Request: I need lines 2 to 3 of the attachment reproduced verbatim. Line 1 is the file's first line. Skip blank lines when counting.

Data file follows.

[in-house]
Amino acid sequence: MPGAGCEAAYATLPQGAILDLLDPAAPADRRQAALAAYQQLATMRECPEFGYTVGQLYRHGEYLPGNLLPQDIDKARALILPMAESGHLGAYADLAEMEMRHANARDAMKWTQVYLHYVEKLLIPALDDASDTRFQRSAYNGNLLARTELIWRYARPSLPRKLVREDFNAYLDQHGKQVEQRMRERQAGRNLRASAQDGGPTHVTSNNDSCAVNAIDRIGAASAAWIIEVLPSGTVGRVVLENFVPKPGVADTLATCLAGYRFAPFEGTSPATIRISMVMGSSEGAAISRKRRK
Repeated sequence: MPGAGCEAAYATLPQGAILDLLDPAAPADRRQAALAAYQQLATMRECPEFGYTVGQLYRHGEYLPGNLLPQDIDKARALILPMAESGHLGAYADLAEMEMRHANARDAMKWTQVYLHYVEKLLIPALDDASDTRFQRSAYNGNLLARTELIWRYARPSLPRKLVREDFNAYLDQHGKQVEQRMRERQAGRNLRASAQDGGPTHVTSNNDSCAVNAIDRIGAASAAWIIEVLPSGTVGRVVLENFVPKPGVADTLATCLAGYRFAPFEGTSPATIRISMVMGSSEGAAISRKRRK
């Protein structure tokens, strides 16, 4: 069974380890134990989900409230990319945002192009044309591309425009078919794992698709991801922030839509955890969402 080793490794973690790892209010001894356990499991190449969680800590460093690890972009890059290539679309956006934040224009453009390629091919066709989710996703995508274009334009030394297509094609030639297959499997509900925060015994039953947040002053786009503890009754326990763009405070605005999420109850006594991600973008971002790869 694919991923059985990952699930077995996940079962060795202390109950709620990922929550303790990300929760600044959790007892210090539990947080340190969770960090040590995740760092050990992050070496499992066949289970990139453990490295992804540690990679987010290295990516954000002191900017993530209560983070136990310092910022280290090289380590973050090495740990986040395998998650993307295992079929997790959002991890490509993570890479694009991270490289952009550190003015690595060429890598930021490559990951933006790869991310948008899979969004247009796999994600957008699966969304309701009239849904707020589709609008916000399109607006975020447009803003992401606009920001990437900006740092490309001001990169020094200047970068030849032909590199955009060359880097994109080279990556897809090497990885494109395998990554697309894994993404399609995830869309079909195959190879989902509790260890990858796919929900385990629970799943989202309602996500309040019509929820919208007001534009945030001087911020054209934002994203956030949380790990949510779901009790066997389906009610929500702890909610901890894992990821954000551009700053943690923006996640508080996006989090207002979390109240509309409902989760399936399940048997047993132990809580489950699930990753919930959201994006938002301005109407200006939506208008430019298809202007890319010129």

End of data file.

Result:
Amino acid sequence: MPGAGCEAAYATLPQGAILDLLDPAAPADRRQAALAAYQQLATMRECPEFGYTVGQLYRHGEYLPGNLLPQDIDKARALILPMAESGHLGAYADLAEMEMRHANARDAMKWTQVYLHYVEKLLIPALDDASDTRFQRSAYNGNLLARTELIWRYARPSLPRKLVREDFNAYLDQHGKQVEQRMRERQAGRNLRASAQDGGPTHVTSNNDSCAVNAIDRIGAASAAWIIEVLPSGTVGRVVLENFVPKPGVADTLATCLAGYRFAPFEGTSPATIRISMVMGSSEGAAISRKRRK
Repeated sequence: MPGAGCEAAYATLPQGAILDLLDPAAPADRRQAALAAYQQLATMRECPEFGYTVGQLYRHGEYLPGNLLPQDIDKARALILPMAESGHLGAYADLAEMEMRHANARDAMKWTQVYLHYVEKLLIPALDDASDTRFQRSAYNGNLLARTELIWRYARPSLPRKLVREDFNAYLDQHGKQVEQRMRERQAGRNLRASAQDGGPTHVTSNNDSCAVNAIDRIGAASAAWIIEVLPSGTVGRVVLENFVPKPGVADTLATCLAGYRFAPFEGTSPATIRISMVMGSSEGAAISRKRRK